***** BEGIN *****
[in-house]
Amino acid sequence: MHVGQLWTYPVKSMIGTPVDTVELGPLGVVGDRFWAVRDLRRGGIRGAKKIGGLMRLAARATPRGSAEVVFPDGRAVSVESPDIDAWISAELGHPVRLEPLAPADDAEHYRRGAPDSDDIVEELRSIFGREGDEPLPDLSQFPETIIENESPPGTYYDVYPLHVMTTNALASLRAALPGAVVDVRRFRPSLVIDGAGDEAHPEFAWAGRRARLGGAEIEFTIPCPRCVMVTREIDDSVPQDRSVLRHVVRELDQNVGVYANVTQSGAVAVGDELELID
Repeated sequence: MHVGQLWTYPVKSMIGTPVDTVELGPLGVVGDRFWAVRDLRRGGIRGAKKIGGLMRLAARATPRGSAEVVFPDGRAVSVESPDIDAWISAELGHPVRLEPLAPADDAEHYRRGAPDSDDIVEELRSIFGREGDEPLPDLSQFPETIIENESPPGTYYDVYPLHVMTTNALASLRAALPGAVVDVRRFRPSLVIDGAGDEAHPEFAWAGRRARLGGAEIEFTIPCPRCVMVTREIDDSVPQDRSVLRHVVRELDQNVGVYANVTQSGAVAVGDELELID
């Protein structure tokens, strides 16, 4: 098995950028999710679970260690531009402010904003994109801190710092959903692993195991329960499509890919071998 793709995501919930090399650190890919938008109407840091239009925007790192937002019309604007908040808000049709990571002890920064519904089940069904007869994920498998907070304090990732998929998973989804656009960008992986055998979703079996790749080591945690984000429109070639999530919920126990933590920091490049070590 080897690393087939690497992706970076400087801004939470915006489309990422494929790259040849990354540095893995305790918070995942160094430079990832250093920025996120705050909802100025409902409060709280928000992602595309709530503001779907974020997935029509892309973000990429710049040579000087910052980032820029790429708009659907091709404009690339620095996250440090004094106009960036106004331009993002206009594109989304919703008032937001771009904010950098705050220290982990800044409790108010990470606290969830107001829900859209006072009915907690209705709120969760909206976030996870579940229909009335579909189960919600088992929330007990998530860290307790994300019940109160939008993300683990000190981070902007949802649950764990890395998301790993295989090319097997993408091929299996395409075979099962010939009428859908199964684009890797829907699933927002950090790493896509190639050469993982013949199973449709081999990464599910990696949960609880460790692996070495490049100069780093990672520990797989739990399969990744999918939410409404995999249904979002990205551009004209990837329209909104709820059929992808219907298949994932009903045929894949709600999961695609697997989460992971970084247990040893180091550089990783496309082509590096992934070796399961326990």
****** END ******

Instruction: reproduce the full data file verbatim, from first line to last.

[in-house]
Amino acid sequence: MHVGQLWTYPVKSMIGTPVDTVELGPLGVVGDRFWAVRDLRRGGIRGAKKIGGLMRLAARATPRGSAEVVFPDGRAVSVESPDIDAWISAELGHPVRLEPLAPADDAEHYRRGAPDSDDIVEELRSIFGREGDEPLPDLSQFPETIIENESPPGTYYDVYPLHVMTTNALASLRAALPGAVVDVRRFRPSLVIDGAGDEAHPEFAWAGRRARLGGAEIEFTIPCPRCVMVTREIDDSVPQDRSVLRHVVRELDQNVGVYANVTQSGAVAVGDELELID
Repeated sequence: MHVGQLWTYPVKSMIGTPVDTVELGPLGVVGDRFWAVRDLRRGGIRGAKKIGGLMRLAARATPRGSAEVVFPDGRAVSVESPDIDAWISAELGHPVRLEPLAPADDAEHYRRGAPDSDDIVEELRSIFGREGDEPLPDLSQFPETIIENESPPGTYYDVYPLHVMTTNALASLRAALPGAVVDVRRFRPSLVIDGAGDEAHPEFAWAGRRARLGGAEIEFTIPCPRCVMVTREIDDSVPQDRSVLRHVVRELDQNVGVYANVTQSGAVAVGDELELID
């Protein structure tokens, strides 16, 4: 098995950028999710679970260690531009402010904003994109801190710092959903692993195991329960499509890919071998 793709995501919930090399650190890919938008109407840091239009925007790192937002019309604007908040808000049709990571002890920064519904089940069904007869994920498998907070304090990732998929998973989804656009960008992986055998979703079996790749080591945690984000429109070639999530919920126990933590920091490049070590 080897690393087939690497992706970076400087801004939470915006489309990422494929790259040849990354540095893995305790918070995942160094430079990832250093920025996120705050909802100025409902409060709280928000992602595309709530503001779907974020997935029509892309973000990429710049040579000087910052980032820029790429708009659907091709404009690339620095996250440090004094106009960036106004331009993002206009594109989304919703008032937001771009904010950098705050220290982990800044409790108010990470606290969830107001829900859209006072009915907690209705709120969760909206976030996870579940229909009335579909189960919600088992929330007990998530860290307790994300019940109160939008993300683990000190981070902007949802649950764990890395998301790993295989090319097997993408091929299996395409075979099962010939009428859908199964684009890797829907699933927002950090790493896509190639050469993982013949199973449709081999990464599910990696949960609880460790692996070495490049100069780093990672520990797989739990399969990744999918939410409404995999249904979002990205551009004209990837329209909104709820059929992808219907298949994932009903045929894949709600999961695609697997989460992971970084247990040893180091550089990783496309082509590096992934070796399961326990």